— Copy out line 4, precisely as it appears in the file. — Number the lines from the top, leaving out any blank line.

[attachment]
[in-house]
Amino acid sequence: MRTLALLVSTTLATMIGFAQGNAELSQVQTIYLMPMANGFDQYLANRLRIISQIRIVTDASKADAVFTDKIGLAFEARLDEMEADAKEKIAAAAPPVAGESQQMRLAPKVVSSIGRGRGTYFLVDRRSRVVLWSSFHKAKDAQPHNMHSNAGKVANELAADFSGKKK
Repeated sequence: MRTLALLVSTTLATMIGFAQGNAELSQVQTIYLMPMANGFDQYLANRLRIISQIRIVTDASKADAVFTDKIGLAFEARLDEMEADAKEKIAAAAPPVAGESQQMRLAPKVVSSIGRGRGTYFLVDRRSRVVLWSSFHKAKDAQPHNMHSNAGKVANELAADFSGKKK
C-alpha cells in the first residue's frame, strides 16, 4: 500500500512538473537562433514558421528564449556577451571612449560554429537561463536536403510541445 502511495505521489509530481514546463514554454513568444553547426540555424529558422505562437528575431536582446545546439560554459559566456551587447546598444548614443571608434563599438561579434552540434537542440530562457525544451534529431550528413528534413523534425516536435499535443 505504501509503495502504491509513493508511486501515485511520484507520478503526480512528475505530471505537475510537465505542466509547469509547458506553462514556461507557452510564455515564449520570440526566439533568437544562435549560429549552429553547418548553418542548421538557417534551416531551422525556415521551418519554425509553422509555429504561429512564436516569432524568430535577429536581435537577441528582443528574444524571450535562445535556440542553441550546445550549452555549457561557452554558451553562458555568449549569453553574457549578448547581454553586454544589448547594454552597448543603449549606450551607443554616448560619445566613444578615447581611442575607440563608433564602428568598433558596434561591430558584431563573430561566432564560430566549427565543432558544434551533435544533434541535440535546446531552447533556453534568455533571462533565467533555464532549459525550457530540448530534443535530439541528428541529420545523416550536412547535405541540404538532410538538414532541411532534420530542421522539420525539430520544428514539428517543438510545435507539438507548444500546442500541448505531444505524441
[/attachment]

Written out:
C-alpha cells in the first residue's frame, strides 16, 4: 500500500512538473537562433514558421528564449556577451571612449560554429537561463536536403510541445 502511495505521489509530481514546463514554454513568444553547426540555424529558422505562437528575431536582446545546439560554459559566456551587447546598444548614443571608434563599438561579434552540434537542440530562457525544451534529431550528413528534413523534425516536435499535443 505504501509503495502504491509513493508511486501515485511520484507520478503526480512528475505530471505537475510537465505542466509547469509547458506553462514556461507557452510564455515564449520570440526566439533568437544562435549560429549552429553547418548553418542548421538557417534551416531551422525556415521551418519554425509553422509555429504561429512564436516569432524568430535577429536581435537577441528582443528574444524571450535562445535556440542553441550546445550549452555549457561557452554558451553562458555568449549569453553574457549578448547581454553586454544589448547594454552597448543603449549606450551607443554616448560619445566613444578615447581611442575607440563608433564602428568598433558596434561591430558584431563573430561566432564560430566549427565543432558544434551533435544533434541535440535546446531552447533556453534568455533571462533565467533555464532549459525550457530540448530534443535530439541528428541529420545523416550536412547535405541540404538532410538538414532541411532534420530542421522539420525539430520544428514539428517543438510545435507539438507548444500546442500541448505531444505524441